Sony’s Alpha A100; A Fast 10-Megapixel Digital SLR

The first 10-megapixel entry-level digital SLR to reach the market, the Sony Alpha A100 raises the resolution bar in the sub-$900 category. While that makes the camera particularly newsworthy, it's interesting in several other respects. This model is a hybrid, combining the best of the Konica Minolta Maxxum 5D with entirely new Sony technology and features. As discussed in our First Look report (August 2006 issue), the A100 is compatible with most Maxxum mount lenses and certain flash units. But it takes a giant step forward with new features, such as an ultra-fast BIONZ processor, improved Anti-Shake system, a unique Dynamic Range Optimizer, two features that minimize sensor dust, superior LCD monitor display, and significantly longer battery life.

Design And Operation
Resembling the late lamented Konica Minolta Maxxum digital SLRs in general appearance, menu items, and some controls, the A100 features different trim and a more handsome, contoured body. This is a well-balanced, compact digital SLR with a large rubberized handgrip and a large viewfinder that prevents a tunnel vision effect. It's nicely finished with a scratch-resistant matte black exterior over polycarbonate panels and a magnesium-alloy chassis. Not quite as petite/lightweight as the EOS Digital Rebel XT, the Alpha A100 is quite portable and sports a 2.5" wide view, anti-glare LCD monitor with oversized data numerals.

It's also remarkably versatile for an "entry-level" model so it compares favorably with all other digital SLRs in its price range. Numerous user selectable overrides allow for controlling virtually every aspect of an image. While a reflex mirror lockup feature (available with the Digital Rebel XT) is not available, experienced photographers will appreciate several advantages, such as the fact that wireless, off-camera flash does not require an extra-cost accessory. Set up a remote Maxxum D-series or Sony HVL flash unit and it will be triggered by the burst of light from the built-in flash.

While the built-in stabilizer system is the most attractive feature, the Alpha A100 is a highly desirable camera for many other reasons. These include quick response, superlative image quality, fast recording to a memory card, plus a wealth of highly advanced capabilities. (At f/11 in Aperture Priority mode; ISO 100; JPEG Large/Fine capture.)
All Photos © 2006, Peter K. Burian, All Rights Reserved

The A100 sports relatively few buttons. Many of the frequently-used features are selected by using the two large knobs on the camera's "shoulders." That reduces the need to access the electronic menu with its numerous options, multiple sections, and tedious navigation process. Sony adopted the menu devised by Konica Minolta, but hopefully they'll develop a streamlined version before introducing their next digital SLR. After the basic setup to meet personal preferences, operation with the analog controls was quick, intuitive, and convenient.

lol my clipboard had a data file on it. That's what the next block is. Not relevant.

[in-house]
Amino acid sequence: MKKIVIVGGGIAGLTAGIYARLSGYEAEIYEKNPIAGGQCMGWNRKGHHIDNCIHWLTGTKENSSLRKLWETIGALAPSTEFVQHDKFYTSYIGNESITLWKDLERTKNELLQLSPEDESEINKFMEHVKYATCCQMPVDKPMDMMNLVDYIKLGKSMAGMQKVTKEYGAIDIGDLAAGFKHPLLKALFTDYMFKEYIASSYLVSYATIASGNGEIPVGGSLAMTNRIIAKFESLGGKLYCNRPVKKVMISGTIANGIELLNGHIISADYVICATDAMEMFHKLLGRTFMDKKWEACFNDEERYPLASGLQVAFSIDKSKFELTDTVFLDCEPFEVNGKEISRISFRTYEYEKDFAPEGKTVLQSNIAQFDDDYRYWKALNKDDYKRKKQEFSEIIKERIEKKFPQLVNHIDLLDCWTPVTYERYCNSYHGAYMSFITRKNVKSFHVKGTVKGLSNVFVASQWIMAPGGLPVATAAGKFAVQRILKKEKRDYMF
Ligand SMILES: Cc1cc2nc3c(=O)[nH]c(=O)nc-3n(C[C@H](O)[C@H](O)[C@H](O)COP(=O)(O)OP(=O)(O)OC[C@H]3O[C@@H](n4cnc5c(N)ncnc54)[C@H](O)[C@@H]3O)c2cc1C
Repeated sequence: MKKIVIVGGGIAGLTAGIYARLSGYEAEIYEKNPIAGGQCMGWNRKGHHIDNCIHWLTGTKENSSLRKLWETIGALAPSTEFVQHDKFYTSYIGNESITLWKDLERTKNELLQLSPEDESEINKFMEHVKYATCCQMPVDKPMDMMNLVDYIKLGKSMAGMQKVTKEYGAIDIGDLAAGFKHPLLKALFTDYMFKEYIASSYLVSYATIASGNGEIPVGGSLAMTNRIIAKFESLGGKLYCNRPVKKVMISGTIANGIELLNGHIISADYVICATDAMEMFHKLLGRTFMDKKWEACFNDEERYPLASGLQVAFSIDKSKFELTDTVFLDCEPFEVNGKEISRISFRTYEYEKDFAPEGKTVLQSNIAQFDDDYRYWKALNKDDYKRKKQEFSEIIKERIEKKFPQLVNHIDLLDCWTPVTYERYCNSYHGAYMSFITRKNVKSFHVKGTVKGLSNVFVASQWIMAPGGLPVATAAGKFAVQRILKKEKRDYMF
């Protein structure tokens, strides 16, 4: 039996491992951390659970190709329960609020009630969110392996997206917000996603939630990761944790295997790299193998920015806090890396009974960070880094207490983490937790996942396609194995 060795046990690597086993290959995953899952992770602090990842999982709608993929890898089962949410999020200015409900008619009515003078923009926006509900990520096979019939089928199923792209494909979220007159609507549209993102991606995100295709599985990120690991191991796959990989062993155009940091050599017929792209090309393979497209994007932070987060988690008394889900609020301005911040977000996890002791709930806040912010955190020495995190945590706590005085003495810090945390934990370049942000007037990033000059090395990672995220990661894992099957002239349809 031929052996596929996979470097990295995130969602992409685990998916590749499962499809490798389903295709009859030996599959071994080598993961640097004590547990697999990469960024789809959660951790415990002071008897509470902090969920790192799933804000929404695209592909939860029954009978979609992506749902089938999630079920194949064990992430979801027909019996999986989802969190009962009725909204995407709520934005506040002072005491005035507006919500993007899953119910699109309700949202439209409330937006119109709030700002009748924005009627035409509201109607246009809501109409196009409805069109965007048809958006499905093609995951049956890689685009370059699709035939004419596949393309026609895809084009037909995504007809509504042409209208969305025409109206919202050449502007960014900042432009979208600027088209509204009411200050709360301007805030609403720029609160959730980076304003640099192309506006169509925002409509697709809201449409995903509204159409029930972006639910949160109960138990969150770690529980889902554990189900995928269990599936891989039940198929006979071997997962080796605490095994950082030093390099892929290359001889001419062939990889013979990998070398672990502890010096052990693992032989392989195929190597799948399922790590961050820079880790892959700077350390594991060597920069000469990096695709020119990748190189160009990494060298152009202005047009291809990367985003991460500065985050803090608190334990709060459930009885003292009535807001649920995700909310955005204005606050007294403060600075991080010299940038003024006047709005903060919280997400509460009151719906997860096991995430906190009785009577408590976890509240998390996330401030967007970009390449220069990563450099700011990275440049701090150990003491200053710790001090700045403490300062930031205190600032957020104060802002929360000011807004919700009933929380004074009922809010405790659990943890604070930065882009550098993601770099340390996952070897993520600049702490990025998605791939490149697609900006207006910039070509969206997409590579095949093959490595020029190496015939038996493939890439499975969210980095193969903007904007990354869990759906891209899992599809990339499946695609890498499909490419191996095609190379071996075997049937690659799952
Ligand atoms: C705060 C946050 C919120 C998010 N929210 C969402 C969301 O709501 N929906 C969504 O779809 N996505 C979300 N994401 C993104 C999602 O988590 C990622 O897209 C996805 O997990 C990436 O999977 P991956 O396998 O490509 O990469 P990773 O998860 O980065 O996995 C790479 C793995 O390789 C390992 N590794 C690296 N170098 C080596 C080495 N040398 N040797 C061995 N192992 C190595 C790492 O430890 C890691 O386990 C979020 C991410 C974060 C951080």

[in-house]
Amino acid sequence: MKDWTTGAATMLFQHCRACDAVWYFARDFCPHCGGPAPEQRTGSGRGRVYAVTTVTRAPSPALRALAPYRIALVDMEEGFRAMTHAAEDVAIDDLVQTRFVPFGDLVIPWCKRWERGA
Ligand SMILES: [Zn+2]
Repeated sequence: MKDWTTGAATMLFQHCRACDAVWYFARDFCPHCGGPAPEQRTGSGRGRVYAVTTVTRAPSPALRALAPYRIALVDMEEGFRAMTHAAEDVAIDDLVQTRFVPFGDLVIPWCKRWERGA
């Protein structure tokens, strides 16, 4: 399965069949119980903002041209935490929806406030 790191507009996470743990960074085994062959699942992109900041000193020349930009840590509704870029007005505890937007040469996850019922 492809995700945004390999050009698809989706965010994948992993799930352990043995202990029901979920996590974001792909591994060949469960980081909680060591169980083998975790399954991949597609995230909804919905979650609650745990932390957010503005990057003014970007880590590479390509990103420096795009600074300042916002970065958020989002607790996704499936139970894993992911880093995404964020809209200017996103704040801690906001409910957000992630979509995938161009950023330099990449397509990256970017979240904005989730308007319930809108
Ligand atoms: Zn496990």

Evaluation: In order to satisfy first-time digital SLR buyers, this Sony camera can be simple to use with one of the six "intelligent" subject-specific Programs. Even so, it will satisfy many experienced shooters who will take advantage of the many overrides. In long-term use, I would miss only two capabilities: a high-speed (5 fps) Burst mode and reflex mirror lockup to minimize internal vibrations in macro photography.

The effective Continuous AF system, 3 fps advance rate plus the ability to shoot an "unlimited" number of JPEGs in a single burst make the Alpha A100 suitable for action photography. While the point of focus is not always on the front vehicle in this series, the AF system was often successful in tracking the motion of these go-kart racers. (Shutter Priority mode at 1/1000 sec; ISO 200; central point AF sensor selected; Sony 75-300mm zoom at 300mm.)

Performance Evaluation
During extensive shooting the Sony Alpha A100 proved to be very competent. It started up in about a 1/2 sec and was much quicker than average in buffer clearing: writing data to a memory card. When using a high-speed CompactFlash card, I was able to shoot dozens of large/fine JPEGs, or nine raw files, in a single sequence. And even after a long burst, the camera was almost always ready to take some more shots.

In most outdoor locations, autofocus was fast and reliable with static subjects. In low light, focusing took up to a 1/2 sec but there was rarely a need for the focus-assist feature, available only with flash. Continuous AF was also fast, although the system was not always successful with subjects accelerating at an erratic rate. I used the Sony 75-300mm f/4.5-5.6 zoom for action photography and found that roughly 90 percent of my photos were sharply focused. Autofocus should be even faster and more reliable with one of the few Sony SSM lenses with Supersonic-Wave Motor or the similar (but discontinued) Maxxum SSM lenses.

The on-board Super SteadyShot stabilizer is an improved version of the Konica Minolta system that shifts the entire CCD sensor module to compensate for camera shake. While it took about a 1/2 sec to be fully active, the system ensured that nearly all of my 1200 photos--made indoors and out without a tripod--are acceptably sharp or razor sharp. This Anti-Shake mechanism should work with nearly all compatible AF lenses but, as Sony indicates, it's less effective when panning with moving subjects or in macro photography. The company also recommends turning the stabilizer off when the A100 is mounted on a tripod, a standard recommendation.